Wednesday, December 21, 2011

Winter solstice (冬至 )

December 21
The picture above is the snack of  our lunch today, a bowl of sweet rice ball.  It means something in this season.
Tomorrow (Dec. 22) is "Dong-Jr" (Winter solstice) on lunar calendar, we eat sweet or salty rice ball and it is an important day in Chinese society.  After we eat rice ball, it means that everyone comes across a year (Your age will be added one year more, for instance, yesterday you were 11 and after Dong-Jr you become 12).  At night, every family eats different kinds of rice ball, and your e-pal class will take some photos for you tomorrow night and I will present them as soon as possible. 
We have watched the news reports and we are very excited and hope to learn from you more.  Thank you for all the video taping and news recording from your part.  Your classroom setting is so cool, so different from ours and we are all very interested in your sport in winter and activities....Keep in touch.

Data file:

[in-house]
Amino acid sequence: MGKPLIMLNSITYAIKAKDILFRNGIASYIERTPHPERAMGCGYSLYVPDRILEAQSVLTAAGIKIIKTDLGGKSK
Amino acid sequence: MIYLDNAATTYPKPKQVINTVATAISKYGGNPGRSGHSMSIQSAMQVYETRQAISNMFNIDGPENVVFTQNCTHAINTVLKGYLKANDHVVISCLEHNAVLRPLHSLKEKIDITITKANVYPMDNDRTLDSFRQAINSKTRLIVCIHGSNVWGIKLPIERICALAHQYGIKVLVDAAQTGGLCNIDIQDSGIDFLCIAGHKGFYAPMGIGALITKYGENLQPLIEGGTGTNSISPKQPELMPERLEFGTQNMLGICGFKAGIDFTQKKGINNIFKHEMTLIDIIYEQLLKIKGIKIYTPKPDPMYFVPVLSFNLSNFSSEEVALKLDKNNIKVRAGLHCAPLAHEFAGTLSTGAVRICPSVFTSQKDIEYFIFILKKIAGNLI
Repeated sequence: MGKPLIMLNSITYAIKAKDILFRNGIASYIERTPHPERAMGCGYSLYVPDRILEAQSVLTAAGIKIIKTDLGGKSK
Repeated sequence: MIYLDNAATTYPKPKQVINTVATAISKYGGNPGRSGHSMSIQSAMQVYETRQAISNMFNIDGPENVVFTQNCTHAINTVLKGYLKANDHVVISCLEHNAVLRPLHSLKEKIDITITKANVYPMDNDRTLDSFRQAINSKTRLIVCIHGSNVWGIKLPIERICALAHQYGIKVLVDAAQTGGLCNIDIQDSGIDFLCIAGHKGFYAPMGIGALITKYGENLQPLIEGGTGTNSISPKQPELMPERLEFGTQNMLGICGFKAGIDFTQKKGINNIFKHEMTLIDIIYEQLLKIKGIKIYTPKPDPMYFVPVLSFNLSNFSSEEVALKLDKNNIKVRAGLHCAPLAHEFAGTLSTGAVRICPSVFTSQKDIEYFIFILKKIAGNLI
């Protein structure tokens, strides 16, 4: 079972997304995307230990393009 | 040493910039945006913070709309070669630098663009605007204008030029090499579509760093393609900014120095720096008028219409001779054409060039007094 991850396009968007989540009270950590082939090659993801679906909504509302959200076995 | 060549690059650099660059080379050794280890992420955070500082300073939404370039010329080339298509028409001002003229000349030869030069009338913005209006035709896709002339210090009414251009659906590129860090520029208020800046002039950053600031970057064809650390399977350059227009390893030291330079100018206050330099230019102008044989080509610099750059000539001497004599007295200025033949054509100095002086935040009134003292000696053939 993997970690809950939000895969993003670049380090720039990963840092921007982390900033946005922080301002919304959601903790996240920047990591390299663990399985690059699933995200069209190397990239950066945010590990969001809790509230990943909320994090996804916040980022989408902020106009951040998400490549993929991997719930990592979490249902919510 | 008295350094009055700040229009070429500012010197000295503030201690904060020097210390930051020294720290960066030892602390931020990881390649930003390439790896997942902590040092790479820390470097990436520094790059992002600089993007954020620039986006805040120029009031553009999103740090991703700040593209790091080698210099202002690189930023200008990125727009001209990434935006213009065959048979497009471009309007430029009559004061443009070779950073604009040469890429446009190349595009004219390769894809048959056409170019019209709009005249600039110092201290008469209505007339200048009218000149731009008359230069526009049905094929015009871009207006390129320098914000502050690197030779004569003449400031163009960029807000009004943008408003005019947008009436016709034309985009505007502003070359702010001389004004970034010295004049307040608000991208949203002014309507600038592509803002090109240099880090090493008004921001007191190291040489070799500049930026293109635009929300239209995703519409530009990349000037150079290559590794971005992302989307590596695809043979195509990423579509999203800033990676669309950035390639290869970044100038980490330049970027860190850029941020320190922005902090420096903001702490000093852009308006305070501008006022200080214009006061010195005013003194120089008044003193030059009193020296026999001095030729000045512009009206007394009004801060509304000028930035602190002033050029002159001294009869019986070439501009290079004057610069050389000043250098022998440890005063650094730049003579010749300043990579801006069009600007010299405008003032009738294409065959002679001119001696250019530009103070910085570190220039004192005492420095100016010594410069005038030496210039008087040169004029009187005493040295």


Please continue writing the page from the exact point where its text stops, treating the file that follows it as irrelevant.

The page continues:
From Wikipedia, the free encyclopedia (for your reference)
UTC Date and Time of

Winter solstice on northern hemisphere.
The winter solstice occurs exactly when the axial tilt of a planet's polar hemisphere is farthest away from the star that it orbits. Earth's maximum axial tilt to our star, the Sun, during a solstice is 23° 26'. More evidently from high latitudes, a hemisphere's winter solstice occurs on the shortest day and longest night of the year, when the sun's daily maximum elevation in the sky is the lowest.[2] Since the winter solstice lasts only a moment in time, other terms are often used for the day on which it occurs, such as midwinter, the longest night or the first day of winter.
The seasonal significance of the winter solstice is in the reversal of the gradual lengthening of nights and shortening of days. Depending on the shift of the calendar, the winter solstice usually occurs on December 21 to 23 each year in the Northern Hemisphere, and June 20 to 23 in the Southern Hemisphere.[3]
Worldwide, interpretation of the event has varied from culture to culture, but most cultures have held a recognition of rebirth, involving holidays, festivals, gatherings, rituals or other celebrations around that time

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